Sun Tm Smut.

Star man

Taking a giant step for man, woman

and Trekkie, Star Trek is about to bridge the generation gap. Thom Dibdin speaks to HERMAN ZIMMERMAN. the man who has visualised the transition to television and cinema screens. and designed the forthcoming exhibition.

n [961. President Kennedy promised America a

rocket to the moon by the end of the decade. At the

same time airline pilot Gene Roddenberry was in the process of devising a television series for NBC. to be described by him as: ‘a bit like lllreon Train to the stars.‘ On Thursday 8 September blob. three years before a man stepped onto the moon. Star Trek was born.

Twenty-eight years. seven feature lilnts. almost 280 episodes and live lclcy ision series later. Star Trek is a truly worldwide phenomenon. We all know about beaming up. warp factors and Vulcan death grips. "l'o boldly go' is not only a cliche: it is a trade mark.

lt is typical of Star Truk‘s enduring. uniyersal appeal that its production designer llerman Zitmnerman talks about joining the Star Trek family ~ not its team. ile started work on the series in the mid-80s. but the designer ofthe last three tnovies and the Star Trek: The Next Generation. Deep Space Nine and lirvttger television series could be said to have joined this fatnily in the ()(ls'. It was then that Zimmerman. like so many others. became entranced by ’l‘rekkiedom.

‘I rushed hotne every 'l'hursday night to turn Star Trek on. just like millions of other people.‘ he says. Little did he realise he would one day be responsible for the programme‘s look. frorn the shape of \"ulcans‘ ears to the architecture of the alien space station in Deep Space Mite.

The family of fans have always been important to Star Trek. Disappointed with its ratings. NBC threatened to pull the programme at the end of its first season. bttt recanted dtte to a massive write—in campaign by fans. Similar threats were withdrawn during the second season but the third season was consigned to the ltlpm on l’ridays slot. practically guaranteeing low ratings. The final episode was aired in June l()(l().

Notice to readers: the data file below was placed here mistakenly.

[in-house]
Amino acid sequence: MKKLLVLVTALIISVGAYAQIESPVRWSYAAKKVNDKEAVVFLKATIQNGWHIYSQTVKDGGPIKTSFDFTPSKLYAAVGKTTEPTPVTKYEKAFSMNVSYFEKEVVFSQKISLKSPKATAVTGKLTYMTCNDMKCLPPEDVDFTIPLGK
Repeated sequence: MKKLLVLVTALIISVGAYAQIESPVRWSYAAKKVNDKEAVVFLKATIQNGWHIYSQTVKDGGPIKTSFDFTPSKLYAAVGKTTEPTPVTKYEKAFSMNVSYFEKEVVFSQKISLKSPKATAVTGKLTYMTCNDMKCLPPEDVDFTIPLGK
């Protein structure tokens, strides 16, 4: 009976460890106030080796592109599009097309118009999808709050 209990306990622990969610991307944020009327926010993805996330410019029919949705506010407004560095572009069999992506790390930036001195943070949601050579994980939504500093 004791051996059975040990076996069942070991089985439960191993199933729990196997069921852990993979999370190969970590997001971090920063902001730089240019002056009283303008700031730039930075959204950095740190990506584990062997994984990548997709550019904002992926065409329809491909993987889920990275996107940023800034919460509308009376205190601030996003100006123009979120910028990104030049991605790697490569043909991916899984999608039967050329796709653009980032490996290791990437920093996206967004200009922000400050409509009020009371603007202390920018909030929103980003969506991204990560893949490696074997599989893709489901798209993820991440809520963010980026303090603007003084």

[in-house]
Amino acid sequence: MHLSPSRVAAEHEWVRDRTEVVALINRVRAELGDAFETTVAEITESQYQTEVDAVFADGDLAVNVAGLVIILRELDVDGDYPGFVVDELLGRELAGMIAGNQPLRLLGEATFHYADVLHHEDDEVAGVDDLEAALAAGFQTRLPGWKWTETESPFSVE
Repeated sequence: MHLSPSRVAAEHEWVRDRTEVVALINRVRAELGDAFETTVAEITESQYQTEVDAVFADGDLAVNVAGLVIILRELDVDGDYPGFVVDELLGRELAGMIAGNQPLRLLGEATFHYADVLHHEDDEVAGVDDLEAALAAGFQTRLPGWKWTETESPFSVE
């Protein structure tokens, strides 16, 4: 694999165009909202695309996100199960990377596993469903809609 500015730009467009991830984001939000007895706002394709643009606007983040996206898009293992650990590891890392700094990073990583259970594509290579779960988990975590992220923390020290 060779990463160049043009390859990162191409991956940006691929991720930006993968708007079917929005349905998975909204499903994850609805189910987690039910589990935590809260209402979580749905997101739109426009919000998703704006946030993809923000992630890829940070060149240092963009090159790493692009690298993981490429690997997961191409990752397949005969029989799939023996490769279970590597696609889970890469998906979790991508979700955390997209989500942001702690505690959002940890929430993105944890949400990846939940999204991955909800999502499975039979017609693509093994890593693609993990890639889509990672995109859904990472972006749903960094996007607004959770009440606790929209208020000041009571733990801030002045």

Although there were only 7‘) episodes in the three seasons of the first series. most people recall these w hen they think of Star Trek. Kirk and Spock occupied the bridge of the Enterprise. the miniskirt was revolutionising fashion. the Black Panthers were

openly demonstrating their arms and the Vietnam war

rumbled on. "fire 60s was a very dynamic time in American and

world history.‘ says Zimmerman. ‘We had a lot of

x iolent things happen and. of course. the Space Race and (‘oltl \Var were in evet'ybody‘s mind on a daily basis. Star Trek examined those things without having to have the censors say: “No. no. no, no. you can‘t talk about that. we won't be able to sell our soap or our beer or our automobiles." Gene didn't care about cl’fending people. he wanted to tell a good story.’

The stories Roddenberry told were so culturally ..ignilicant they have been documented by the Smithsonian Institution in Washington DC. There was the first ever interracial kiss on American television between Kirk and Uhut'a m and the Cold War was rellected in the fictional conflict between the Federation. the Klingons and the Romulans.

Star Trek was the only dramatic series to deal explicitly with the Vietnam war. In a l968 episode The Omega (ilory. the Enterprise visited ()rnega IV where the Yangs and the Kohms -— the Yanks and Communists —- were locked in an unthinking. suicidal conflict.

in the Otis. the series has continued to boldy go where no other series has gone before. ‘We just did a two-hour story on homelessness which is a worldwide problem.‘ says Zimmerman. ‘I believe it is entirely due


Take it to the bridge, Captain!